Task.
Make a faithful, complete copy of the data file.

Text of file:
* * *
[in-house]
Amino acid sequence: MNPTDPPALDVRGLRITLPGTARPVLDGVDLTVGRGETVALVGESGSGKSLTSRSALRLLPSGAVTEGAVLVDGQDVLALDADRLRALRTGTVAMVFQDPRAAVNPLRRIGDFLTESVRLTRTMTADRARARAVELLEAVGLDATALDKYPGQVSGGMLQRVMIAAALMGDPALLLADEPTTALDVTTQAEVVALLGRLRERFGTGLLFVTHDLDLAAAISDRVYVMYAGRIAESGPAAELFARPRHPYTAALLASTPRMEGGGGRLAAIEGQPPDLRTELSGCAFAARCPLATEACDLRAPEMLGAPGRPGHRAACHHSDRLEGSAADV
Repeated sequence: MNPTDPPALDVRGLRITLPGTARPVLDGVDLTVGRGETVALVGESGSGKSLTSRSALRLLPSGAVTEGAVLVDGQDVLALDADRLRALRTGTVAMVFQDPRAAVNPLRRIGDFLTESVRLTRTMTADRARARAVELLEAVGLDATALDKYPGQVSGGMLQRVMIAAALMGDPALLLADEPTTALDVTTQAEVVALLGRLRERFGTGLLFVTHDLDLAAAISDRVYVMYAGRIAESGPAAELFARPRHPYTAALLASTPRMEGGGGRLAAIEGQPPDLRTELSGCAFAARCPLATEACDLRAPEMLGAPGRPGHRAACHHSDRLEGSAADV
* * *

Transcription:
[in-house]
Amino acid sequence: MNPTDPPALDVRGLRITLPGTARPVLDGVDLTVGRGETVALVGESGSGKSLTSRSALRLLPSGAVTEGAVLVDGQDVLALDADRLRALRTGTVAMVFQDPRAAVNPLRRIGDFLTESVRLTRTMTADRARARAVELLEAVGLDATALDKYPGQVSGGMLQRVMIAAALMGDPALLLADEPTTALDVTTQAEVVALLGRLRERFGTGLLFVTHDLDLAAAISDRVYVMYAGRIAESGPAAELFARPRHPYTAALLASTPRMEGGGGRLAAIEGQPPDLRTELSGCAFAARCPLATEACDLRAPEMLGAPGRPGHRAACHHSDRLEGSAADV
Repeated sequence: MNPTDPPALDVRGLRITLPGTARPVLDGVDLTVGRGETVALVGESGSGKSLTSRSALRLLPSGAVTEGAVLVDGQDVLALDADRLRALRTGTVAMVFQDPRAAVNPLRRIGDFLTESVRLTRTMTADRARARAVELLEAVGLDATALDKYPGQVSGGMLQRVMIAAALMGDPALLLADEPTTALDVTTQAEVVALLGRLRERFGTGLLFVTHDLDLAAAISDRVYVMYAGRIAESGPAAELFARPRHPYTAALLASTPRMEGGGGRLAAIEGQPPDLRTELSGCAFAARCPLATEACDLRAPEMLGAPGRPGHRAACHHSDRLEGSAADV